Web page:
l)Capital Markets and Securities (Corporate Governance) Guidelines, 2002: These are the most relevant and important guidelines in shareholder protection. The Guidelines aim at improving and strengthening corporate governance practices by issuers of securities through the capital markets. They further target at promoting standards of self-regulation aiming towards raising the level of governance in line with international standards.

The Guidelines have been issued based on the importance role that good governance has in corporate performance, capital formation and maximization of shareholders value to protect investors' rights.

The Guidelines apply to public listed companies and any other issuers of securities through the capital markets including issuers of debt instruments.

m)Capital Markets and Securities (Custodian Securities) Regulations, 2006: The regulations may be cited as the Capital Markets and Securities (Custodian of Securities) Regulations, 2006.


From the above analysis it, follows that it is indeed true that Tanzania's late entrance into the corporate world, on a positive note, was a blessing in disguise in that it was able to adopt and did formulate its legislation and institutional setup using minimum standards based on tested models like the OECD, Delaware Law and European Union Regulations.

However the economy of Tanzania is too small as compared to Delaware and Europe. The small size of the Tanzania economy is reflected by the fact that only 15 public companies have been listed and trading at the one and only Dar e s Salaam stock Exchange. The only minor case has been the intervention by the regulatory authority on the case of a company known as NICOL on minor procedural irregularities.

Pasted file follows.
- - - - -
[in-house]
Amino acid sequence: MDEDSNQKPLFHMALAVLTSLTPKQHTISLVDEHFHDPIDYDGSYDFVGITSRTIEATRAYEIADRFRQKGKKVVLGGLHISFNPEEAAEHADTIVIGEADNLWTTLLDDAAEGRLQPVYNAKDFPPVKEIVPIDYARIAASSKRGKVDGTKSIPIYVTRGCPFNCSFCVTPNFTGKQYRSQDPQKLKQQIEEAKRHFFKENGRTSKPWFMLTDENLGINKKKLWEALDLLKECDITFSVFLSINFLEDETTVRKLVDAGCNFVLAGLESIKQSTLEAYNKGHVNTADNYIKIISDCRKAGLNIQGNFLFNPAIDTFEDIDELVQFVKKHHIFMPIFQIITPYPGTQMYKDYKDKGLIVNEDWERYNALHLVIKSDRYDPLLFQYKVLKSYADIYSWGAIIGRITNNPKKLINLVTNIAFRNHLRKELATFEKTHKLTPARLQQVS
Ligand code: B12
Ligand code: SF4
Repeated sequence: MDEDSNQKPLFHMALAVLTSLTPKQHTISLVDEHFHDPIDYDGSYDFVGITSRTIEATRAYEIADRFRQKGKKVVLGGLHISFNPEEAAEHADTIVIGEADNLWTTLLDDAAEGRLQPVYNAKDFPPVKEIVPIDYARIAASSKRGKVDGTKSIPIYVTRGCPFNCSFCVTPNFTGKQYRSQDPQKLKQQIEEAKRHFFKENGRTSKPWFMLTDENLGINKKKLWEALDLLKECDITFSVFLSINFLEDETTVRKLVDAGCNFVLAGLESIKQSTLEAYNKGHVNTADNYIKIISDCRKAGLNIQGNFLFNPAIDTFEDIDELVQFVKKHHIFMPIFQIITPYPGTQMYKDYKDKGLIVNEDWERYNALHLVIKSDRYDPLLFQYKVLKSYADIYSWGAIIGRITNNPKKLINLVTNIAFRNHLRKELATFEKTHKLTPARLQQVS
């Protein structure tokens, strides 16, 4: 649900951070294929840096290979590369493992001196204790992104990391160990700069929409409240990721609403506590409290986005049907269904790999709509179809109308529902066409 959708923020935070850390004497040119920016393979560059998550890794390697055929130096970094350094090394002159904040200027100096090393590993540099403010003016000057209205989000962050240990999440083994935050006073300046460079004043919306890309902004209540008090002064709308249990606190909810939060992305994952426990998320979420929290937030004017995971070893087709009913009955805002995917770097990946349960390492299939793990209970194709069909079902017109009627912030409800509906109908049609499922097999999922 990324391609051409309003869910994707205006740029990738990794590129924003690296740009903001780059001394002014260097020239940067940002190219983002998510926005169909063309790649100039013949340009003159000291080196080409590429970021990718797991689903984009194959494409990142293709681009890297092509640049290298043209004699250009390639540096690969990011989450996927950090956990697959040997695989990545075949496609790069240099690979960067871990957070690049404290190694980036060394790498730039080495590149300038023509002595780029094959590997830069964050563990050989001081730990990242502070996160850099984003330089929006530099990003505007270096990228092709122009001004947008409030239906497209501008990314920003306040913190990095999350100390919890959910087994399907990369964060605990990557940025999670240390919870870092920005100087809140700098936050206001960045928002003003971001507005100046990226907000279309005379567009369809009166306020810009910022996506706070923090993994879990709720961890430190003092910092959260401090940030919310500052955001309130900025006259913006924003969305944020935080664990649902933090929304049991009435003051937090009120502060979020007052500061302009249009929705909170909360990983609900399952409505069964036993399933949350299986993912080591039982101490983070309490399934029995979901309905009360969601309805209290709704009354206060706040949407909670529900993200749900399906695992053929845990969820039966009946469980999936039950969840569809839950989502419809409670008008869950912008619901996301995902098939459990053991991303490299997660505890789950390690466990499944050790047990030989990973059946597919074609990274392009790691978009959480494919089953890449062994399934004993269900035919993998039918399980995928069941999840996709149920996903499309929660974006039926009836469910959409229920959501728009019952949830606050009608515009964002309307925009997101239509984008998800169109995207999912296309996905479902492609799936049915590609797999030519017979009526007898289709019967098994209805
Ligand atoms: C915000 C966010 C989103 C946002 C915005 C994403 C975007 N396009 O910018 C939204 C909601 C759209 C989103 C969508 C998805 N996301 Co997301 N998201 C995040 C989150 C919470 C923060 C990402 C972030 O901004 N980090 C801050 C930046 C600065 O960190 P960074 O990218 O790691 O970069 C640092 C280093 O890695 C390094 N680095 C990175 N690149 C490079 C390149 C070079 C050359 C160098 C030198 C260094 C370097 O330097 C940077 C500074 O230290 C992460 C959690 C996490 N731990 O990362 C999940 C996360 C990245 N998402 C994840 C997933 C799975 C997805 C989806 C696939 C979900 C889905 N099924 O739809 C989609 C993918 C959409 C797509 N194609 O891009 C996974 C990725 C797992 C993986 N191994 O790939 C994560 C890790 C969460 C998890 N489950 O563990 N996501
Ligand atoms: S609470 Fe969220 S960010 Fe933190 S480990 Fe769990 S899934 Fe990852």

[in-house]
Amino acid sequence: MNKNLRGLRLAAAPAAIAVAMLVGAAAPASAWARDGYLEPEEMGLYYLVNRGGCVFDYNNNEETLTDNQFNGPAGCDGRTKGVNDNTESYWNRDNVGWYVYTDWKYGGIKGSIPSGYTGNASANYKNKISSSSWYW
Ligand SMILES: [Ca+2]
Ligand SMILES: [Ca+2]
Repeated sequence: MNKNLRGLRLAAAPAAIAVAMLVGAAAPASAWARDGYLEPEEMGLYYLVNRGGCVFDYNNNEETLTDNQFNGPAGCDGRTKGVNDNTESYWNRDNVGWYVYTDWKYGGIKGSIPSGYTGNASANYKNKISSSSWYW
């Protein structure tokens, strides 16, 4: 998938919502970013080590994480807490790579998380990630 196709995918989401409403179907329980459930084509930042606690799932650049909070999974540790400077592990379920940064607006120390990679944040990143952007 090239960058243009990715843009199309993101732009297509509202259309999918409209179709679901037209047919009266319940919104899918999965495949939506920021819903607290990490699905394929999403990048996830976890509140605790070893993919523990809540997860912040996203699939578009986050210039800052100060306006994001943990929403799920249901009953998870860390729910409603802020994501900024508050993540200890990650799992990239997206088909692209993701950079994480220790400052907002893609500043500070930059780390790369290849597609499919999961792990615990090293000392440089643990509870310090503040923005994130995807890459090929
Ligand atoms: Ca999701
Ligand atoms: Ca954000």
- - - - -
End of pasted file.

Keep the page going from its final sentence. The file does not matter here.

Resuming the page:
Thus the small number of listed companies have not yet posed challenges testing the laws and regulations. Likewise the Institutions have also not been tested as to their capacity and capabilities to sense, let alone prevent and deal with any corporate scandal as of yet

However Tanzania has been amending its laws and regulations on protection of shareholders from lessons learnt from advanced economies in response to new challenges. That as it has been observed in chapters 1 and 2 of this dissertation, laws and regulations in developed economies, Europe and Delaware have always been amended or new ones enacted in response to or in anticipation of new corporate challenges. That of late there is a debate in United States Senate on reforming financial regulations to bring accountability to Wall Street so as not to allow another financial crisis as the recent one that triggered the global financial crisis.[129]


Of late Tanzania has been shifting its policies towards mandatory listing on some sectors of the economy, namely mobile telecommunications and mining.

The Electronic and Postal Communications Act enacted in April 2010 provides for mandatory listing of mobile telephone companies. Under the law all mobile telephone companies in Tanzania have to be listed at the Dar es Salaam Stock Exchange within three years from the date the law is enacted. The president assented to the law in April 2010. The aim of the said law is to give the government access to accounts of the companies and collect revenues that the companies are accused of concealing.[130]

However the abovementioned law has been criticized vigorously by the companies as well as the Dar es Salaam Stock Exchange in that listing of companies at any stock exchange should be voluntary as doing otherwise amounts to interference with property rights. The Dar es Salaam Stock Exchange rightly argues that decision on listing and when to list on any stock exchange should be left to shareholders of a company. Further that the companies decisions to list should be voluntary and based on capital needs and assessment of market appetite as well as fiscal and other listing attractions.[131]